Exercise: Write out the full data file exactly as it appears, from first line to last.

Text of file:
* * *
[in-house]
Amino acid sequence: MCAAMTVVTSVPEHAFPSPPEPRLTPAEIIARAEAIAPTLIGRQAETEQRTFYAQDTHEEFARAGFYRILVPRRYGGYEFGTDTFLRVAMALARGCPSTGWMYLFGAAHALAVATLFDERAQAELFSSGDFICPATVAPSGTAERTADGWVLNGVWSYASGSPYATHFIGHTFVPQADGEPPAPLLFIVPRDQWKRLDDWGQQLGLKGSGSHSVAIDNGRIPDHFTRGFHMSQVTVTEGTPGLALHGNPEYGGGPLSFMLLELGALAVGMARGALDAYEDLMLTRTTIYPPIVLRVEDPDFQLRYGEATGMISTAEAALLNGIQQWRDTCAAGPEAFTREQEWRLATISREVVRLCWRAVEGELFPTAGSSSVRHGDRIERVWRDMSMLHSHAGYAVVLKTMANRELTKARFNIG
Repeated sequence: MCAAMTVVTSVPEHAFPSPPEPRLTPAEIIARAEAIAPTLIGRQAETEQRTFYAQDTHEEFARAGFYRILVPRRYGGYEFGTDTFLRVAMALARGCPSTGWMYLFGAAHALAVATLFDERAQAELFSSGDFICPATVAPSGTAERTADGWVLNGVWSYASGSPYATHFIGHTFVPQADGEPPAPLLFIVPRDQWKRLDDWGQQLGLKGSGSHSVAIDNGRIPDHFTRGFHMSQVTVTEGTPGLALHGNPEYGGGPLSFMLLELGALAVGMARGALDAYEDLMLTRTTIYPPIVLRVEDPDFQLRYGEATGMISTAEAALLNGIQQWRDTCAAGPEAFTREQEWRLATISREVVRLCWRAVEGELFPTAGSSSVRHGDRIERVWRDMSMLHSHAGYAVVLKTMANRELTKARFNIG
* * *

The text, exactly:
[in-house]
Amino acid sequence: MCAAMTVVTSVPEHAFPSPPEPRLTPAEIIARAEAIAPTLIGRQAETEQRTFYAQDTHEEFARAGFYRILVPRRYGGYEFGTDTFLRVAMALARGCPSTGWMYLFGAAHALAVATLFDERAQAELFSSGDFICPATVAPSGTAERTADGWVLNGVWSYASGSPYATHFIGHTFVPQADGEPPAPLLFIVPRDQWKRLDDWGQQLGLKGSGSHSVAIDNGRIPDHFTRGFHMSQVTVTEGTPGLALHGNPEYGGGPLSFMLLELGALAVGMARGALDAYEDLMLTRTTIYPPIVLRVEDPDFQLRYGEATGMISTAEAALLNGIQQWRDTCAAGPEAFTREQEWRLATISREVVRLCWRAVEGELFPTAGSSSVRHGDRIERVWRDMSMLHSHAGYAVVLKTMANRELTKARFNIG
Repeated sequence: MCAAMTVVTSVPEHAFPSPPEPRLTPAEIIARAEAIAPTLIGRQAETEQRTFYAQDTHEEFARAGFYRILVPRRYGGYEFGTDTFLRVAMALARGCPSTGWMYLFGAAHALAVATLFDERAQAELFSSGDFICPATVAPSGTAERTADGWVLNGVWSYASGSPYATHFIGHTFVPQADGEPPAPLLFIVPRDQWKRLDDWGQQLGLKGSGSHSVAIDNGRIPDHFTRGFHMSQVTVTEGTPGLALHGNPEYGGGPLSFMLLELGALAVGMARGALDAYEDLMLTRTTIYPPIVLRVEDPDFQLRYGEATGMISTAEAALLNGIQQWRDTCAAGPEAFTREQEWRLATISREVVRLCWRAVEGELFPTAGSSSVRHGDRIERVWRDMSMLHSHAGYAVVLKTMANRELTKARFNIG